Daily Bagel: WTA veteran plays with a heavy heart

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The Daily Bagel is your dose of the interesting reporting, writing and quipping from around the Internet.

• Video: Kimiko Date-Krumm, still rocking the Hot Shots at age 41 (she turns 42 this week). Unfortunately, she lost to Marion Bartoli in the first round of the Pan Pacific Open in Tokyo.

• Jarmila Gajdosova found out the Friday before the start of the tournament in Guangzhou, China, that her mother had died. She wrote on the WTA's Web site:

I spoke to my dad and my brother as I heard the news and they told me to keep playing, that my mum will always be home when I finish, that I can visit her when I come home, and that I still have my life and my tennis to take care of. So I was trying to win this week for my mum, but as you can imagine it was hard to concentrate, and the more I tried, the worse it got. I was very sad when I lost. It broke my heart - I really wanted to win for my mum to be proud, but I couldn't.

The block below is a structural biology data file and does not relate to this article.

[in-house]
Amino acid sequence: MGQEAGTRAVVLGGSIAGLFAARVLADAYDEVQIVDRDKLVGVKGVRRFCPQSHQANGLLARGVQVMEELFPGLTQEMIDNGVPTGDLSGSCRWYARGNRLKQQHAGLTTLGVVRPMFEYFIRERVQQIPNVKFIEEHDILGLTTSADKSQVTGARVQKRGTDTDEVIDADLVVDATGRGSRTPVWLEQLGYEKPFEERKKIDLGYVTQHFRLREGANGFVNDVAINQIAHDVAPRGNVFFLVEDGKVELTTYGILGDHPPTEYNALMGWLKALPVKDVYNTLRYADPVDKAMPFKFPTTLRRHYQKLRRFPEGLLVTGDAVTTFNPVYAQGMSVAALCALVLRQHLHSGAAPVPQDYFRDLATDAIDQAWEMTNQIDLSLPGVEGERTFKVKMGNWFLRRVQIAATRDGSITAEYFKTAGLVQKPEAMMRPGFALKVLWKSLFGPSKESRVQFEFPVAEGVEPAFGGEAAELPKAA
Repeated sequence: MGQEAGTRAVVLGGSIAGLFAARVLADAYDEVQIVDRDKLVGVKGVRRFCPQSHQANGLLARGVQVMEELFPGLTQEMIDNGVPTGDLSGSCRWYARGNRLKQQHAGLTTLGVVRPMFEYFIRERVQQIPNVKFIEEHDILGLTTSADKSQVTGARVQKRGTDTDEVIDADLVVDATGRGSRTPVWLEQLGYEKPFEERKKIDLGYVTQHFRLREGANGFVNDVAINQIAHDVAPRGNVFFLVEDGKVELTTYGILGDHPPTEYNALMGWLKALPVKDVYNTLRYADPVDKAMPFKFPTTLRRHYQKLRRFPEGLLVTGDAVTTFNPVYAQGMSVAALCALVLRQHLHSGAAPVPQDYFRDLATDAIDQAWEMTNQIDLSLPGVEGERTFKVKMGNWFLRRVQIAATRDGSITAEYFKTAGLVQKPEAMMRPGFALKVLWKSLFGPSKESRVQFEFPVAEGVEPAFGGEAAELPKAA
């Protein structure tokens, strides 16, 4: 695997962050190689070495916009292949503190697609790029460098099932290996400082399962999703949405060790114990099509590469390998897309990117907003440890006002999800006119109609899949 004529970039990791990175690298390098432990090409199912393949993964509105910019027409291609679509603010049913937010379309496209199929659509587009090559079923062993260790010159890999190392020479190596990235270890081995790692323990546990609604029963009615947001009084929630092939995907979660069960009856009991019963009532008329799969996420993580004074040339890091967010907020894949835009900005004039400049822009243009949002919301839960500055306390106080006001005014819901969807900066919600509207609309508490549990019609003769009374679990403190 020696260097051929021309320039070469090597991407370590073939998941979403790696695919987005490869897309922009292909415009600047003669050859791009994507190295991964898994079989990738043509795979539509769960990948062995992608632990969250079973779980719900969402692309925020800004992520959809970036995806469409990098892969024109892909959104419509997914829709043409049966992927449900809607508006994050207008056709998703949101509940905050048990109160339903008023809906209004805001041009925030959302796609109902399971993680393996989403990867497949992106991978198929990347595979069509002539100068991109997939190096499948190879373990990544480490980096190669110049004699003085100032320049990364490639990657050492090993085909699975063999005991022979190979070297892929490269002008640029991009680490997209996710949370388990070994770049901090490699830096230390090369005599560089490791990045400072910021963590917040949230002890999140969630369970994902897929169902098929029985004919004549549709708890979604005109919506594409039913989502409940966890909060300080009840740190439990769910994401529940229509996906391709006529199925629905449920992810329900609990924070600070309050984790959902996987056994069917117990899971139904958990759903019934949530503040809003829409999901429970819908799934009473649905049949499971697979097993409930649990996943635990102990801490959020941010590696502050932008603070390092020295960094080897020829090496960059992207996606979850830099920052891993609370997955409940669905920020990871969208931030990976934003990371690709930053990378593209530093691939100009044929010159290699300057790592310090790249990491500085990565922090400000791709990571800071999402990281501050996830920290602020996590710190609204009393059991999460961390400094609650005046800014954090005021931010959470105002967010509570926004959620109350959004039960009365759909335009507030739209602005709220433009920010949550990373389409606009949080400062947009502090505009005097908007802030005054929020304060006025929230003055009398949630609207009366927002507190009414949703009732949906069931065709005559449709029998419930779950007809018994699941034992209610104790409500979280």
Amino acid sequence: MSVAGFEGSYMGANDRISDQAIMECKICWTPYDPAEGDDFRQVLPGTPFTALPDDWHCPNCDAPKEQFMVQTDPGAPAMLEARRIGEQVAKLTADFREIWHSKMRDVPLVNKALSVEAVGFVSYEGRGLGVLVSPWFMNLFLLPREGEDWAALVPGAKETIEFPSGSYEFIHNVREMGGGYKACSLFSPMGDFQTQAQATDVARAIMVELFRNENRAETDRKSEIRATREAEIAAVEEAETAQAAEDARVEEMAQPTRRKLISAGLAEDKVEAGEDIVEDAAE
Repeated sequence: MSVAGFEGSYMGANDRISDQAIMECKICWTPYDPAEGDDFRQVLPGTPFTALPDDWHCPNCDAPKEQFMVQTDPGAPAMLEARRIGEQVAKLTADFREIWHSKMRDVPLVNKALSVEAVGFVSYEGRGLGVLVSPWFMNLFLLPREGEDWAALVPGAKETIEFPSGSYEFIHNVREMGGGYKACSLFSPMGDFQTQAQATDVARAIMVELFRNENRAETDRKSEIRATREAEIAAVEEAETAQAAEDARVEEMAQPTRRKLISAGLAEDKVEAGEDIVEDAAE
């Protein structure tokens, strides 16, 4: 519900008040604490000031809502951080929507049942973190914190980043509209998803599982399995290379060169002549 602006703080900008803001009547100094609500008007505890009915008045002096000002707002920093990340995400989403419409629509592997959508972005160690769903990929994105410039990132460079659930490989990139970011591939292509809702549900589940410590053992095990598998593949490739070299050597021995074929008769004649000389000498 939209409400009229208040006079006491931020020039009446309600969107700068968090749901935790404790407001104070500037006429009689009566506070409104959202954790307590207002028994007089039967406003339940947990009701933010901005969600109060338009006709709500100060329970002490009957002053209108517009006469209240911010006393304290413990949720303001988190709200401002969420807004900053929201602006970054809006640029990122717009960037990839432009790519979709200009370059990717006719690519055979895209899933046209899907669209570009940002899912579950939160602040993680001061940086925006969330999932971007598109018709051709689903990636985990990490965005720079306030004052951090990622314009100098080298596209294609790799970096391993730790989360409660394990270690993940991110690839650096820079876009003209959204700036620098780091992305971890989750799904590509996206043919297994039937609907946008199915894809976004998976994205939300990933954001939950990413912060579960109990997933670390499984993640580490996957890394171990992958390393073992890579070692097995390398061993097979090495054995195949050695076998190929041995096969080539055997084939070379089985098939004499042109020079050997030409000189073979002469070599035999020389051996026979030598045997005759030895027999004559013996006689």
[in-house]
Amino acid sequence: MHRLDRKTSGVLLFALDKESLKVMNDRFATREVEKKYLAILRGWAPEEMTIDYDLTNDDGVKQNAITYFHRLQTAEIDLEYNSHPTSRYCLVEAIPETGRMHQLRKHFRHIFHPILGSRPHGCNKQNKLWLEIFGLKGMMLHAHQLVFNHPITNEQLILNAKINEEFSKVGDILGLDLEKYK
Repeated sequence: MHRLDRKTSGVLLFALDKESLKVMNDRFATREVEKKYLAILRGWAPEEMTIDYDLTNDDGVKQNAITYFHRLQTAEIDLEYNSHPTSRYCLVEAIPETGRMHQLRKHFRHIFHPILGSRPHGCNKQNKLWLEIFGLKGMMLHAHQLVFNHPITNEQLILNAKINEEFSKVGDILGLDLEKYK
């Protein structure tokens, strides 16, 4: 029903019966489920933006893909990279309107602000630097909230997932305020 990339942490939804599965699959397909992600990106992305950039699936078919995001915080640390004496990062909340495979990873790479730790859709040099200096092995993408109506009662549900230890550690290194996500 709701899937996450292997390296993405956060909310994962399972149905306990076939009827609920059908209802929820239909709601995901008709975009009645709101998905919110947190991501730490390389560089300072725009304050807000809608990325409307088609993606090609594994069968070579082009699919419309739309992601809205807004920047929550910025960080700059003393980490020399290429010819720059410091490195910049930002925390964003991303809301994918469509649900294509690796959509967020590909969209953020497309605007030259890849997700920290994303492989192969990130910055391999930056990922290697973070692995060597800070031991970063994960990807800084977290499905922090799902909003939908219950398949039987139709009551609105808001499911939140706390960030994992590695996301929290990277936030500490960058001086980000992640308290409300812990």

• Amid deteriorating relations between China and Japan, Li Na and Kei Nishikori keep it about the tennis.

CNN profiles the resurgence of German tennis, looking at Angelique Kerber, Andrea Petkovic, Julia Goerges and Sabine Lisicki. Incidentally, Lisicki's losing streak hit four with Monday's loss to Heather Watson in the first round of Tokyo, while Petkovic lost to Petra Martic.

• Writing for the Sydney Morning Herald, Richard Hinds says he's not willing to cut Bernard Tomic any more slack:

Once, we might have suggested Tomic at least won a singles rubber in Germany, while [Lleyton] Hewitt lost both of his. Now, we will remember Hewitt's defeats are fully justifiable for a veteran who has extracted everything from an aching body. When Tomic loses, he must convince us he has not raised the white flag again.

Happy 20th birthday to Jack Sock.

• Non-tennis: The evolution of cheating in chess. Fun read.

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